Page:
In recognition of Black History Month, LISC Phoenix program officer Dominic Braham reflects on the African-American history of his city, and how the influence of a historic “dividing line” between downtown and the redlined neighborhoods of South Phoenix still shapes its communities. Developing local leadership of color, connecting people with the region’s prosperity, and committing to racial equity as the city develops, he explains, are keys to authentic civic engagement and a more inclusive Phoenix. Photo courtesy of InSite Consultants.
In a blog for the University of Pennsylvania’s Wharton Healthcare Quarterly, LISC CEO Maurice A. Jones makes the case for pioneering partnerships between healthcare organizations and community development, uniting to upend the roots of poor health. LISC’s collaborations with ProMedica and Bon Secours Health System, among other companies, are powerful examples of how our combined assets, knowledge and experience can begin to close America’s longevity gap.
At LISC, we are always looking at what works to spur economic opportunity and strengthen neighborhoods. That’s why we teamed up with Duke University’s Common Cents Lab to find out what motivates people to engage in long-term coaching relationships at our Financial Opportunity Centers. LISC’s Laura D’Alessandro talks about what we learned and what it means for our efforts to help people build a stronger financial future.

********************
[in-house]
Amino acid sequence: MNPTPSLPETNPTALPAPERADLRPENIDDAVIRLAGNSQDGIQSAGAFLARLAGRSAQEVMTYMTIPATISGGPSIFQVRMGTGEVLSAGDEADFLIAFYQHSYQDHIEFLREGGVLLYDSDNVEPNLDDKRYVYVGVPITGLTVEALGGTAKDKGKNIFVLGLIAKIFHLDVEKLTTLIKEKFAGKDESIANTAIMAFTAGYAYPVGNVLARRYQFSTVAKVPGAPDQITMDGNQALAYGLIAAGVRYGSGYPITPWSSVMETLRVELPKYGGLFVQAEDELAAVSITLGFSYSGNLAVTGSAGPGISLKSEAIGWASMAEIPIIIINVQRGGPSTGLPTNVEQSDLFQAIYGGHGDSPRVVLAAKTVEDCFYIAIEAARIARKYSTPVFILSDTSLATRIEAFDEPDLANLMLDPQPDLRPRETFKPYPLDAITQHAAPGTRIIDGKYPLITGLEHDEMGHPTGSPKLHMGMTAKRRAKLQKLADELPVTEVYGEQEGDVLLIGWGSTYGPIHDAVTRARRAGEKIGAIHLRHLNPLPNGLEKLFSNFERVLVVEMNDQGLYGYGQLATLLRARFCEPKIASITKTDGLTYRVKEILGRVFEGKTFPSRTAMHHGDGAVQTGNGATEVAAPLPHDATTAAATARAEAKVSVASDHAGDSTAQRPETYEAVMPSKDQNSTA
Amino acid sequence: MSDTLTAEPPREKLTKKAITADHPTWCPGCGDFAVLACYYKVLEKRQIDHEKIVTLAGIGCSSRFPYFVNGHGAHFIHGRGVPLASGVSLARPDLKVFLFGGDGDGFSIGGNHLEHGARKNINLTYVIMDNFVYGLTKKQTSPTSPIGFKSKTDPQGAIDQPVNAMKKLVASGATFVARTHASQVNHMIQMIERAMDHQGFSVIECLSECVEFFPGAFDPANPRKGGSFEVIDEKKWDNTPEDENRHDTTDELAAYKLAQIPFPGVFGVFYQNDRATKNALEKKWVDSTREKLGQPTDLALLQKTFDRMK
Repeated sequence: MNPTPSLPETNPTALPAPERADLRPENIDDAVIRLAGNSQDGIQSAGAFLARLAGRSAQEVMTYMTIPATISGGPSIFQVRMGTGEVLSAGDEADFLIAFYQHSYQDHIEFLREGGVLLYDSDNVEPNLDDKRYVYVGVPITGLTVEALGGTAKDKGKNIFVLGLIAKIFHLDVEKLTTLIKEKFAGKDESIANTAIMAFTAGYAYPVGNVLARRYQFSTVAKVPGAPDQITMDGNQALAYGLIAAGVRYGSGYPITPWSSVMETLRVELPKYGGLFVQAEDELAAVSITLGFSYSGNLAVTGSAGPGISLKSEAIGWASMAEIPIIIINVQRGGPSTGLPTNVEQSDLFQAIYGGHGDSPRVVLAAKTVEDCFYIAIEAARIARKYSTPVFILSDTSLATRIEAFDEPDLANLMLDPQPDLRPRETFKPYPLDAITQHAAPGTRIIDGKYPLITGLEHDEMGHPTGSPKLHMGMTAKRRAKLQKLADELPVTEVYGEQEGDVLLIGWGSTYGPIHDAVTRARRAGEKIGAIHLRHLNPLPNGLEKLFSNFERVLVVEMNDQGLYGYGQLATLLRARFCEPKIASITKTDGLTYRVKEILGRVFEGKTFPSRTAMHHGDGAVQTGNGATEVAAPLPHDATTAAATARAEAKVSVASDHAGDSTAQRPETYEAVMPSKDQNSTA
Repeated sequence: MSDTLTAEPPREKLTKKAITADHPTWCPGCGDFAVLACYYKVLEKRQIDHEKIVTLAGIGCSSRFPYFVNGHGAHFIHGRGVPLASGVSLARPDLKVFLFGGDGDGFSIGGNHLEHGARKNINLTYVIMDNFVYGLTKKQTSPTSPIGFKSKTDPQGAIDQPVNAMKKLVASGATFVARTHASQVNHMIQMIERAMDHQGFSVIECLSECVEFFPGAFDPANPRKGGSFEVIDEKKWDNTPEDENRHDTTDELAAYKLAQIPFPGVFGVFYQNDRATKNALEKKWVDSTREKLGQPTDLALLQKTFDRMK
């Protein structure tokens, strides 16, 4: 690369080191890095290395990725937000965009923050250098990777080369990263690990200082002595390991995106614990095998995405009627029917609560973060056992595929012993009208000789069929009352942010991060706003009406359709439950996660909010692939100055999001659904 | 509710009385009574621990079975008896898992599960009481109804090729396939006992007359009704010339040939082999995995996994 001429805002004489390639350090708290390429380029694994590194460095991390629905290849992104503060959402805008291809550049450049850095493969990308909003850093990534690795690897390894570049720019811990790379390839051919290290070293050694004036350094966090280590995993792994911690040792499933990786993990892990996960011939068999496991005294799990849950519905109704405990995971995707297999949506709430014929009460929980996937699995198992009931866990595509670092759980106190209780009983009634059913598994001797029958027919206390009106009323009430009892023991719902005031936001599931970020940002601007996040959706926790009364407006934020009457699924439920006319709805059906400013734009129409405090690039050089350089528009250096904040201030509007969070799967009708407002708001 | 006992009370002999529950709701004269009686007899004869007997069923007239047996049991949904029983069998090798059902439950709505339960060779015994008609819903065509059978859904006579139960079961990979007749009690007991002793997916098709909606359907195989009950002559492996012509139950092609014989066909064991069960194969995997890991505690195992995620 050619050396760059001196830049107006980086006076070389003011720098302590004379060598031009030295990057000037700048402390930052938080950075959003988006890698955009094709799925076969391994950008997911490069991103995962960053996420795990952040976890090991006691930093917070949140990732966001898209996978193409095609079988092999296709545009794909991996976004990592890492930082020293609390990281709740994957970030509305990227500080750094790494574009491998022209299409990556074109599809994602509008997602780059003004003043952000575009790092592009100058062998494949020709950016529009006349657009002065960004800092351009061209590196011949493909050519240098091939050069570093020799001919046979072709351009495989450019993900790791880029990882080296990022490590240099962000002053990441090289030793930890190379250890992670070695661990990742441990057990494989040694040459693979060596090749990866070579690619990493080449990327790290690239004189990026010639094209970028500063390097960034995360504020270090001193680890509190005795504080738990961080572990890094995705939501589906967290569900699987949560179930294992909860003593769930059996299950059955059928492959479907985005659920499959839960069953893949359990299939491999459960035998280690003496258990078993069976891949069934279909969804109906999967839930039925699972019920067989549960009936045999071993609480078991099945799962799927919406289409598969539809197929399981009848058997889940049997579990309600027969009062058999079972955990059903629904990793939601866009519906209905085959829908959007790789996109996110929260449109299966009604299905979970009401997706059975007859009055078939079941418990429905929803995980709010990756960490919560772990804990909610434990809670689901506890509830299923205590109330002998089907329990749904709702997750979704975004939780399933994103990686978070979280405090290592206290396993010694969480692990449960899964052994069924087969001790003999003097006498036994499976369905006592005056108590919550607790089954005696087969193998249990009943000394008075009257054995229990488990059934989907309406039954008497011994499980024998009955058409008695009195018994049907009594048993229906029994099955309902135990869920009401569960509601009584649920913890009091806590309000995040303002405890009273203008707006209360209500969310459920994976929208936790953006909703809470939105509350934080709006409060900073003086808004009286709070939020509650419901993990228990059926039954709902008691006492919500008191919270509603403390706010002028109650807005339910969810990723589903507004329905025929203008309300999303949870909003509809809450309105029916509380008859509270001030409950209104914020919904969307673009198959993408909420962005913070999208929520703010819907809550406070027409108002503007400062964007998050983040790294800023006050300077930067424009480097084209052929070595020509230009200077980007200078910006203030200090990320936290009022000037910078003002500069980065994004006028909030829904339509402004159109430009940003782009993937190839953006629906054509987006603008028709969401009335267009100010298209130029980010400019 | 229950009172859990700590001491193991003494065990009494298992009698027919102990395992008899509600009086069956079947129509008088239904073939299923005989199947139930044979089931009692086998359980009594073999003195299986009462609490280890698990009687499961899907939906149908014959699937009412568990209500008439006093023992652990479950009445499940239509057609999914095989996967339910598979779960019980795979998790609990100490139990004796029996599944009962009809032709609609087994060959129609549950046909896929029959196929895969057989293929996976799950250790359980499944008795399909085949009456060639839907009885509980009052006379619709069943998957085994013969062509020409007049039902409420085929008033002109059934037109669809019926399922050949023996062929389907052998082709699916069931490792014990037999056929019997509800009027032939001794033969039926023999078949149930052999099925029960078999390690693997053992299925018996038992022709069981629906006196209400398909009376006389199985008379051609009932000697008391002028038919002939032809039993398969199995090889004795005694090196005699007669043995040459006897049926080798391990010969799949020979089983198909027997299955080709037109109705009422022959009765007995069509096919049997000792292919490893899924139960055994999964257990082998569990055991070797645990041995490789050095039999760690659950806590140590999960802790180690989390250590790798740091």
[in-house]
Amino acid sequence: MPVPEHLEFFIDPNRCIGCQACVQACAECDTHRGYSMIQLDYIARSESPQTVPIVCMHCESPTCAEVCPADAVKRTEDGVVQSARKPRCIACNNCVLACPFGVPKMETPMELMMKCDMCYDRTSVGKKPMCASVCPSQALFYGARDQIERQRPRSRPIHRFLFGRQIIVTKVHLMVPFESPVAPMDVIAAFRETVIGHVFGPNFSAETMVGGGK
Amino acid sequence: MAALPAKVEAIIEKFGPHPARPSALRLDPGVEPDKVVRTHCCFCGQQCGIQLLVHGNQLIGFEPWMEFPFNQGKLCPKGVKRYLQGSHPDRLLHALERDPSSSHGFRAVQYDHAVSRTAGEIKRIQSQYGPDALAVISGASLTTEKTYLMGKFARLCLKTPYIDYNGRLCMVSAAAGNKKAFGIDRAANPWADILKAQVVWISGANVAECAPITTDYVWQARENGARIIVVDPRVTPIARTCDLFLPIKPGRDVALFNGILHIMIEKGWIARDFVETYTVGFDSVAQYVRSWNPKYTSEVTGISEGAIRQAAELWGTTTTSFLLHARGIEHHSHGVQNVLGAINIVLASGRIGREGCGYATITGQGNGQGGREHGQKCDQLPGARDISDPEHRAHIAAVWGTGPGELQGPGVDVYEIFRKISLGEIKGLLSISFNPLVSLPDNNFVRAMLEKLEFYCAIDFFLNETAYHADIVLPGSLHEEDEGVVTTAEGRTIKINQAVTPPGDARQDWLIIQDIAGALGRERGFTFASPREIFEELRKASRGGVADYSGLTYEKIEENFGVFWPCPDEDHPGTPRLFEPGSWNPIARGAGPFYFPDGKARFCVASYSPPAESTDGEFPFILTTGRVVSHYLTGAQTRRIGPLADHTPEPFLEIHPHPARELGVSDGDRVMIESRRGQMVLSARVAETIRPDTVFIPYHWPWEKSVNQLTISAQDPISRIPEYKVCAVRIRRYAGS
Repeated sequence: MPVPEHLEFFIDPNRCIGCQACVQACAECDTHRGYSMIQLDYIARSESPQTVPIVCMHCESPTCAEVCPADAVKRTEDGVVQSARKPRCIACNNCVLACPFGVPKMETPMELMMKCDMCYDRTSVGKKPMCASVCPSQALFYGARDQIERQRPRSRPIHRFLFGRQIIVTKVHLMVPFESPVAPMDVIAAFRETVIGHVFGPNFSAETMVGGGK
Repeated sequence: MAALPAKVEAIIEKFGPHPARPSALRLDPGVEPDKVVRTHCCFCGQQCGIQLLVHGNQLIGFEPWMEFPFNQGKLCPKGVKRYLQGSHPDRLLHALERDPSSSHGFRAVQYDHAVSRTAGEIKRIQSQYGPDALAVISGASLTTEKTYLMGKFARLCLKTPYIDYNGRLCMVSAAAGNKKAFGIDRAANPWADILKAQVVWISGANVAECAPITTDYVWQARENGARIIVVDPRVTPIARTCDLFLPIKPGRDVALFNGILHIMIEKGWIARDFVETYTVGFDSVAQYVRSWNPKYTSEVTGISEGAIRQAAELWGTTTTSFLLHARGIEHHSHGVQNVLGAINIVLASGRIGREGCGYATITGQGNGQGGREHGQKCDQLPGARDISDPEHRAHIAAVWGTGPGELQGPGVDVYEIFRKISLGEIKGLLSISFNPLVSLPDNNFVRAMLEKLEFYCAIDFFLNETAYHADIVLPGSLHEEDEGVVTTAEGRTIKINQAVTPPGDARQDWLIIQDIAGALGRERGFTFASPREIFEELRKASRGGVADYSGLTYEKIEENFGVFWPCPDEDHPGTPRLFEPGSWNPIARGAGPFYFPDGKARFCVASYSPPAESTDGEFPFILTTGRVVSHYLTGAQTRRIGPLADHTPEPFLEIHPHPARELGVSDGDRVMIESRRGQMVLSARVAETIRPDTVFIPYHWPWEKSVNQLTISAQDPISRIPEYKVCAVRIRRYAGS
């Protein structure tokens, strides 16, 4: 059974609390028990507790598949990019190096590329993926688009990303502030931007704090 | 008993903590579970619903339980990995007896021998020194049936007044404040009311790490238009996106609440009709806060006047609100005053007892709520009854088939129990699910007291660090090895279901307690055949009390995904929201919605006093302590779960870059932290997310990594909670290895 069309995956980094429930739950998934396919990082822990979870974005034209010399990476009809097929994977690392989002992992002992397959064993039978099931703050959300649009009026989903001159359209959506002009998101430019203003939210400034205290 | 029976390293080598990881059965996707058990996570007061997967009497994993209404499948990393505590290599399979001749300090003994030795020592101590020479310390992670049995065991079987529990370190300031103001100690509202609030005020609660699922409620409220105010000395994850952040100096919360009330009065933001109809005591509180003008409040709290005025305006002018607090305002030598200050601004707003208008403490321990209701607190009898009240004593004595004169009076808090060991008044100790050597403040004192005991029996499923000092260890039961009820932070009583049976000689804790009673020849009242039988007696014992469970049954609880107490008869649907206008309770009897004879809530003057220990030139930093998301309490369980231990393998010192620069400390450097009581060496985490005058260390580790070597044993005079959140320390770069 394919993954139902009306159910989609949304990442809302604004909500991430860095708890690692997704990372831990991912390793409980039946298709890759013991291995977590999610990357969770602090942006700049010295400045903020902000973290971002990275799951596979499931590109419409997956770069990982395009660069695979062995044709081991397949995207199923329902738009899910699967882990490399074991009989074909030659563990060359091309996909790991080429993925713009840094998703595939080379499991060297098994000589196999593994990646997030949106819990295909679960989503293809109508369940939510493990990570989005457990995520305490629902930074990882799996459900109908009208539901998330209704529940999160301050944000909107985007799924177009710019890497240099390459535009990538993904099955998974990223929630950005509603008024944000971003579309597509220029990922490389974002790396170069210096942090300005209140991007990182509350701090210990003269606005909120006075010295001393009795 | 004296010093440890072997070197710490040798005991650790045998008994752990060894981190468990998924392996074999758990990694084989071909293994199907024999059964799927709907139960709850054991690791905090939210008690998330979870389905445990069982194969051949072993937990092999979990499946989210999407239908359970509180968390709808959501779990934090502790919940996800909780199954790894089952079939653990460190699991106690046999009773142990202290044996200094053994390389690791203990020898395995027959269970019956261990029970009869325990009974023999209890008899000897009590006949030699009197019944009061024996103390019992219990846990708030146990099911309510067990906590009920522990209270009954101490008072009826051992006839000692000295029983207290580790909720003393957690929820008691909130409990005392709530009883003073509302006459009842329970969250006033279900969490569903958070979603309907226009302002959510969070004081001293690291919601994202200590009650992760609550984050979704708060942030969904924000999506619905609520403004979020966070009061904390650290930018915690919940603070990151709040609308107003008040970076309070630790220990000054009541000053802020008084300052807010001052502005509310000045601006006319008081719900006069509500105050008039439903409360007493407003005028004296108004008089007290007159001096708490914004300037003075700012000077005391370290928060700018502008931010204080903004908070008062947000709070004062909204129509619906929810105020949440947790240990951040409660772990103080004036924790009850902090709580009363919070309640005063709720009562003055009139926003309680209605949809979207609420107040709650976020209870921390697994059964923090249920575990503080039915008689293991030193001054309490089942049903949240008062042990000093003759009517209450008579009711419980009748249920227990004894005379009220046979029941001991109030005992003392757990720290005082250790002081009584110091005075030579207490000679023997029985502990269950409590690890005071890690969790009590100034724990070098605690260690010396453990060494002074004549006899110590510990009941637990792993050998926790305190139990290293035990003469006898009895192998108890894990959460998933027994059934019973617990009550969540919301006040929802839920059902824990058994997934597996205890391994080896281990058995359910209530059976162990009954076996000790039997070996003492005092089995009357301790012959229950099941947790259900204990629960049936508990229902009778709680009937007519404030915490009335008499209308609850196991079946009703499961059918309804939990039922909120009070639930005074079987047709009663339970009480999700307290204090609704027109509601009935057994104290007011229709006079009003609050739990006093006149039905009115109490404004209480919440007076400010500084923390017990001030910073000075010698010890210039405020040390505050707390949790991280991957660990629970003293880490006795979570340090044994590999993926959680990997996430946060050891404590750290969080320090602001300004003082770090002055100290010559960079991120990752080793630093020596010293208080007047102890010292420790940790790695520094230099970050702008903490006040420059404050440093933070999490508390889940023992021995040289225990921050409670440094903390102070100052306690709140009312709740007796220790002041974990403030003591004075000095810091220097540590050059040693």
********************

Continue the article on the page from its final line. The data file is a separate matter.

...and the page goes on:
Supporting programs that fuel economic opportunity and raise standards of living should be a bipartisan goal. In the wake of the State of the Union address, LISC’s senior vice president for policy, Matt Josephs, looks at the policies that advance common goals, with a lasting impact on the quality of life for all Americans.
In a New York Times op-ed, Robert Rubin makes the case for a federal jobs initiative, citing the success of LISC’s work readiness programs in connecting people to the workforce and the reins of economic opportunity. A national approach should be seen not “as a social program but as a public investment with a high rate of return,” wrote Rubin--and as an imperative for the health of our economy and society. We couldn’t agree more.